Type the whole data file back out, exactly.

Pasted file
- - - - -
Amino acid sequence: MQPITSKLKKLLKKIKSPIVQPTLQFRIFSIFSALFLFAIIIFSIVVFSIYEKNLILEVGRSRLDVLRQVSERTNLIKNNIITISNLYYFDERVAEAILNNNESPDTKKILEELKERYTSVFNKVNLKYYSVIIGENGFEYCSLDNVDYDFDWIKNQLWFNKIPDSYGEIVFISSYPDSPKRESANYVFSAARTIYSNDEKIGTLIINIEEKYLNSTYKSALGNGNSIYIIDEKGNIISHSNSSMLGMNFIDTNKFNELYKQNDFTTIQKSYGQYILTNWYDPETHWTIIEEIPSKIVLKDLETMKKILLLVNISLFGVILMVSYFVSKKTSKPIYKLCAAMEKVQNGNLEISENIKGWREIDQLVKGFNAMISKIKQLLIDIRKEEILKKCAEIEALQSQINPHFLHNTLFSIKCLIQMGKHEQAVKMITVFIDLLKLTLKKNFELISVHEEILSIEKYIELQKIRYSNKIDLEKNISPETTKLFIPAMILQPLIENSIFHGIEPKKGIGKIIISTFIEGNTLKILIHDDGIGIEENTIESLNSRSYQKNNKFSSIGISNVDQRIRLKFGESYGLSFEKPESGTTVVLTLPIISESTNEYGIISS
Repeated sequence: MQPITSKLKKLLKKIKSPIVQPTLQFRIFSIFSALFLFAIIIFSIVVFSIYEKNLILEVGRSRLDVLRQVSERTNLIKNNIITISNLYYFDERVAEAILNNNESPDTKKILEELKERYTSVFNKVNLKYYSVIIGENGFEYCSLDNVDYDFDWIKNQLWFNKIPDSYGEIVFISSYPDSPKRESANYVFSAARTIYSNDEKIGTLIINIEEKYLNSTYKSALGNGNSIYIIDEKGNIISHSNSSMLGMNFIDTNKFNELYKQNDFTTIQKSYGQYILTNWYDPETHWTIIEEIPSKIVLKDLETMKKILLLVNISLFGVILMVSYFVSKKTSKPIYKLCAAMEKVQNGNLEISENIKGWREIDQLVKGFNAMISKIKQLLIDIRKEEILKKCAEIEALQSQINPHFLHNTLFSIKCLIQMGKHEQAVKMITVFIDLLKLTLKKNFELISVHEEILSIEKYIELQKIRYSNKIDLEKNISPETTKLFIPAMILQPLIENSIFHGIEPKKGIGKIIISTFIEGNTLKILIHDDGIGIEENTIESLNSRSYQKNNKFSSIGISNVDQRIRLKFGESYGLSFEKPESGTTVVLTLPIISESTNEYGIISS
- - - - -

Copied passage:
Amino acid sequence: MQPITSKLKKLLKKIKSPIVQPTLQFRIFSIFSALFLFAIIIFSIVVFSIYEKNLILEVGRSRLDVLRQVSERTNLIKNNIITISNLYYFDERVAEAILNNNESPDTKKILEELKERYTSVFNKVNLKYYSVIIGENGFEYCSLDNVDYDFDWIKNQLWFNKIPDSYGEIVFISSYPDSPKRESANYVFSAARTIYSNDEKIGTLIINIEEKYLNSTYKSALGNGNSIYIIDEKGNIISHSNSSMLGMNFIDTNKFNELYKQNDFTTIQKSYGQYILTNWYDPETHWTIIEEIPSKIVLKDLETMKKILLLVNISLFGVILMVSYFVSKKTSKPIYKLCAAMEKVQNGNLEISENIKGWREIDQLVKGFNAMISKIKQLLIDIRKEEILKKCAEIEALQSQINPHFLHNTLFSIKCLIQMGKHEQAVKMITVFIDLLKLTLKKNFELISVHEEILSIEKYIELQKIRYSNKIDLEKNISPETTKLFIPAMILQPLIENSIFHGIEPKKGIGKIIISTFIEGNTLKILIHDDGIGIEENTIESLNSRSYQKNNKFSSIGISNVDQRIRLKFGESYGLSFEKPESGTTVVLTLPIISESTNEYGIISS
Repeated sequence: MQPITSKLKKLLKKIKSPIVQPTLQFRIFSIFSALFLFAIIIFSIVVFSIYEKNLILEVGRSRLDVLRQVSERTNLIKNNIITISNLYYFDERVAEAILNNNESPDTKKILEELKERYTSVFNKVNLKYYSVIIGENGFEYCSLDNVDYDFDWIKNQLWFNKIPDSYGEIVFISSYPDSPKRESANYVFSAARTIYSNDEKIGTLIINIEEKYLNSTYKSALGNGNSIYIIDEKGNIISHSNSSMLGMNFIDTNKFNELYKQNDFTTIQKSYGQYILTNWYDPETHWTIIEEIPSKIVLKDLETMKKILLLVNISLFGVILMVSYFVSKKTSKPIYKLCAAMEKVQNGNLEISENIKGWREIDQLVKGFNAMISKIKQLLIDIRKEEILKKCAEIEALQSQINPHFLHNTLFSIKCLIQMGKHEQAVKMITVFIDLLKLTLKKNFELISVHEEILSIEKYIELQKIRYSNKIDLEKNISPETTKLFIPAMILQPLIENSIFHGIEPKKGIGKIIISTFIEGNTLKILIHDDGIGIEENTIESLNSRSYQKNNKFSSIGISNVDQRIRLKFGESYGLSFEKPESGTTVVLTLPIISESTNEYGIISS